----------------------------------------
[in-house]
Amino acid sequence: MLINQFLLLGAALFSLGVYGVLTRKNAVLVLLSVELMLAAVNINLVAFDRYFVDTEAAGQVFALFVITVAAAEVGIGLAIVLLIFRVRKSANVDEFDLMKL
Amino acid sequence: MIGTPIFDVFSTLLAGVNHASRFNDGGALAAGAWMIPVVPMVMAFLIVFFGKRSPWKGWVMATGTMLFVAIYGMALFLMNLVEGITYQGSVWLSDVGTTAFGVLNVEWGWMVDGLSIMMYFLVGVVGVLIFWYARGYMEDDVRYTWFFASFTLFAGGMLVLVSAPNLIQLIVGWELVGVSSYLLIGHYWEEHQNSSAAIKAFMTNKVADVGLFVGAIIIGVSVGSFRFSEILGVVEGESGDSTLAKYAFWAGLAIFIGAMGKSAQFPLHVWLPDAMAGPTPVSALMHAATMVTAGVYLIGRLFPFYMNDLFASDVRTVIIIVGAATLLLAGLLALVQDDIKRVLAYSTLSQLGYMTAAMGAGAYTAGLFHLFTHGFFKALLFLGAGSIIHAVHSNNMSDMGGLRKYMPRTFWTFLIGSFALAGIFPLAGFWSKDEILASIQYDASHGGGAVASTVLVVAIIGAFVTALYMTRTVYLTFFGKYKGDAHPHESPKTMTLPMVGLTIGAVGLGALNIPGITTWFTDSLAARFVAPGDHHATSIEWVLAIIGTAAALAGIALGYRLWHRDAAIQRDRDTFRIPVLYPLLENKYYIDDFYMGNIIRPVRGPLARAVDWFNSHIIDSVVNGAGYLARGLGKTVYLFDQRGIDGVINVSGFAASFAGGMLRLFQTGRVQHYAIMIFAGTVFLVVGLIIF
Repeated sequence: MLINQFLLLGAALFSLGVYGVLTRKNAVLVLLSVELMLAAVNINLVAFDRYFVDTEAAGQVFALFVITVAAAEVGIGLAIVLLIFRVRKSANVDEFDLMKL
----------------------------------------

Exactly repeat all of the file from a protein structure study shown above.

[in-house]
Amino acid sequence: MLINQFLLLGAALFSLGVYGVLTRKNAVLVLLSVELMLAAVNINLVAFDRYFVDTEAAGQVFALFVITVAAAEVGIGLAIVLLIFRVRKSANVDEFDLMKL
Amino acid sequence: MIGTPIFDVFSTLLAGVNHASRFNDGGALAAGAWMIPVVPMVMAFLIVFFGKRSPWKGWVMATGTMLFVAIYGMALFLMNLVEGITYQGSVWLSDVGTTAFGVLNVEWGWMVDGLSIMMYFLVGVVGVLIFWYARGYMEDDVRYTWFFASFTLFAGGMLVLVSAPNLIQLIVGWELVGVSSYLLIGHYWEEHQNSSAAIKAFMTNKVADVGLFVGAIIIGVSVGSFRFSEILGVVEGESGDSTLAKYAFWAGLAIFIGAMGKSAQFPLHVWLPDAMAGPTPVSALMHAATMVTAGVYLIGRLFPFYMNDLFASDVRTVIIIVGAATLLLAGLLALVQDDIKRVLAYSTLSQLGYMTAAMGAGAYTAGLFHLFTHGFFKALLFLGAGSIIHAVHSNNMSDMGGLRKYMPRTFWTFLIGSFALAGIFPLAGFWSKDEILASIQYDASHGGGAVASTVLVVAIIGAFVTALYMTRTVYLTFFGKYKGDAHPHESPKTMTLPMVGLTIGAVGLGALNIPGITTWFTDSLAARFVAPGDHHATSIEWVLAIIGTAAALAGIALGYRLWHRDAAIQRDRDTFRIPVLYPLLENKYYIDDFYMGNIIRPVRGPLARAVDWFNSHIIDSVVNGAGYLARGLGKTVYLFDQRGIDGVINVSGFAASFAGGMLRLFQTGRVQHYAIMIFAGTVFLVVGLIIF
Repeated sequence: MLINQFLLLGAALFSLGVYGVLTRKNAVLVLLSVELMLAAVNINLVAFDRYFVDTEAAGQVFALFVITVAAAEVGIGLAIVLLIFRVRKSANVDEFDLMKL